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8 hours ago, juliet73 said:

 In the meantime, the husband didn't want a house where he had to manually turn on light switch?  UGH!  

I was laughing when the wife was weirdly poking the air and he was like, is this you turning on light switches? She was right that turning on a light switch is not a big deal (and really, you press a screen to turn on a smart home light, what's the difference?) but she looked very odd.

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I was half awake late last night/early this morning when this episode repeated (the old sinus/ear/upper respiratory infections kept me up a good part of the night).  I was like, am I hearing things, she doesn't want a pass-through because the kids will run around in circles??   I was telling a friend about this today, and asked, were you ever allowed to run (like laps and such - as the mom here was describing) in your house as a child?  Nope.  If we wanted to run around, we knew to go outside.  Ta-da.    Even in my semi-groggy sniffling state, I was like mom, you home school these children.  They apparently listen to you in class.  How hard would it be to have a little learning segment on why we don't run in our home?  You can get hurt, you can ruin things, it's not polite, etc.  Or, as the children start to run even down the hallway, you stop them, then and there - and say nicely, we do not run in the house.  They do it again, time out or whatever punishment you say.  We don't run in the house - do it in the backyard.   

I missed that the husband doesn't want to manually turn on a light switch.  Is he afraid he'll get shocked?  I don't get it.  

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I’m glad I wasn’t the only person thinking, “Why don’t you just teach the kids not to run in the house?”  Besides, her definition of pass-through was a kitchen with two entrances.  Isn’t that, like, 99.9% of all kitchens, ever?  If she’s this bad at discipline, her kids are going to end up in public school as homeschool failures. 

Also, I get wanting all the smart home “toys”, but isn’t easier to choose and install exactly what you want rather than what some builder chose?

All in all, they were a weird couple. 

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21 minutes ago, irisheyes said:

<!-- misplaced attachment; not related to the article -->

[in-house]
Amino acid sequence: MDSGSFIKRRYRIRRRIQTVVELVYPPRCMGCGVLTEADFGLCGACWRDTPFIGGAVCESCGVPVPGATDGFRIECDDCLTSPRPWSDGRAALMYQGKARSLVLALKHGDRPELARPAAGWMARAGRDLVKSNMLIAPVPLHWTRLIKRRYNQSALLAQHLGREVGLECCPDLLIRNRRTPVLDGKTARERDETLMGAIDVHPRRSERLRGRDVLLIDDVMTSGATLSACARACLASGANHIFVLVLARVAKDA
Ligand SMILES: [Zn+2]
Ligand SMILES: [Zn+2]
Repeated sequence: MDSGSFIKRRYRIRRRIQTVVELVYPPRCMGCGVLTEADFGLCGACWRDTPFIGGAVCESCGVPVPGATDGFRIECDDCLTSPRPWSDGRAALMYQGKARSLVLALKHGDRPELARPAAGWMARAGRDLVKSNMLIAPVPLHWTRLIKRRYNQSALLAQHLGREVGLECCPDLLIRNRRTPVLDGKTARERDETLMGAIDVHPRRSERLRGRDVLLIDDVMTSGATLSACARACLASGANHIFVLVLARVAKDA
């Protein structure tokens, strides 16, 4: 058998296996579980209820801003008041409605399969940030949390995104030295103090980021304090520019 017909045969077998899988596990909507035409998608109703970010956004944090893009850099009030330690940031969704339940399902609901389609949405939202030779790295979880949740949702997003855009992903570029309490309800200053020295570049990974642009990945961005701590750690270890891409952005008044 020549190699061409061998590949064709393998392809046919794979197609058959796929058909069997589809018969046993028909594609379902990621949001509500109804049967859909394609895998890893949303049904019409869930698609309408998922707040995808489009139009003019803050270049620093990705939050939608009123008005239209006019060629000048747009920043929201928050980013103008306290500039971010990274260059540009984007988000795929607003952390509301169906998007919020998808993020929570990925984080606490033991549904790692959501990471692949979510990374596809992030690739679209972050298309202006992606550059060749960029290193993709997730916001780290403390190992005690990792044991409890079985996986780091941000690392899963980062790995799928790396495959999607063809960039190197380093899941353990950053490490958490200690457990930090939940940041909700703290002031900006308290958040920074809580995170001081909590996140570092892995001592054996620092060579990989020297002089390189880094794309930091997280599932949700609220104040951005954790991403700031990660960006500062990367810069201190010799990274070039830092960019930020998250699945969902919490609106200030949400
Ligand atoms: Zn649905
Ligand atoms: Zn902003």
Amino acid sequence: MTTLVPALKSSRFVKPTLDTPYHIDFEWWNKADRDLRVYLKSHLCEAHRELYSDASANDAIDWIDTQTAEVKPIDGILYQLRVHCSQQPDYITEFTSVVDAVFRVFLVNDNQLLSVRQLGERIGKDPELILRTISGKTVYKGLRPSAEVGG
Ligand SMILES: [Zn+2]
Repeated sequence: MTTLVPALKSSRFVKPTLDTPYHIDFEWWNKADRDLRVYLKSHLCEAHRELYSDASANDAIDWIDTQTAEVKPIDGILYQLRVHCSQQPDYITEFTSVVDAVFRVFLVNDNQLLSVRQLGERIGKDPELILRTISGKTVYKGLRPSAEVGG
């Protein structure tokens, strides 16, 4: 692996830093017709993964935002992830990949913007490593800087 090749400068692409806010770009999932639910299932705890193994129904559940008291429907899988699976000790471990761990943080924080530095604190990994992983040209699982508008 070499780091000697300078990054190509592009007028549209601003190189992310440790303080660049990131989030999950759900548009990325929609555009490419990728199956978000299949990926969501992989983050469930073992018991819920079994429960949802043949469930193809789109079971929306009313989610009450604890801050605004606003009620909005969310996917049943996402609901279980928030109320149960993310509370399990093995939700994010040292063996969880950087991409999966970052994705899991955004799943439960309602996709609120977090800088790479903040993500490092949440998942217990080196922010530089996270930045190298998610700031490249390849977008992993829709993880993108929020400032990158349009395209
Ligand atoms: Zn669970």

I’m glad I wasn’t the only person thinking, “Why don’t you just teach the kids not to run in the house?”  Besides, her definition of pass-through was a kitchen with two entrances.  Isn’t that, like, 99.9% of all kitchens, ever?  If she’s this bad at discipline, her kids are going to end up in public school as homeschool failures. 

Also, I get wanting all the smart home “toys”, but isn’t easier to choose and install exactly what you want rather than what some builder chose?

All in all, they were a weird couple. 

An oddball couple for sure. The kids were bratty as a result of poor parenting. If they'd been disciplined the first time they ran through the house it would have solved the problem. The mom seemed to pay more attention to her chickens than her children.

I thought that as well about his smart house features. Since they had the house built he could have had it wired for all his techie gear. But, but... the budget! I guess he was too cheap to do that.

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2 hours ago, Empress1 said:

(and really, you press a screen to turn on a smart home light, what's the difference?)

Not necessarily. You can also yell obnoxiously loudly at your voice-enabled smart home system to do it for you. I live in an apartment building in NYC, and the guy across the hall from me, when he comes home at night, yells "hey Google, turn on the lights" so loudly that I can hear it in my apartment. All apartments in this building are pretty small, and the light switches are right by the front door. But no, some men people just really love their gadgets.

27 minutes ago, CruiseDiva said:

The kids were bratty as a result of poor parenting. If they'd been disciplined the first time they ran through the house it would have solved the problem. The mom seemed to pay more attention to her chickens than her children.

They didn't even seem that bratty to me, they just had a surplus of energy. I'm sure firmly telling them "no running inside the house" would suffice. I have nieces and nephews ranging from two to six years old, and a firm "no" and a stern look is usually enough to deter them from doing stuff they aren't supposed to do.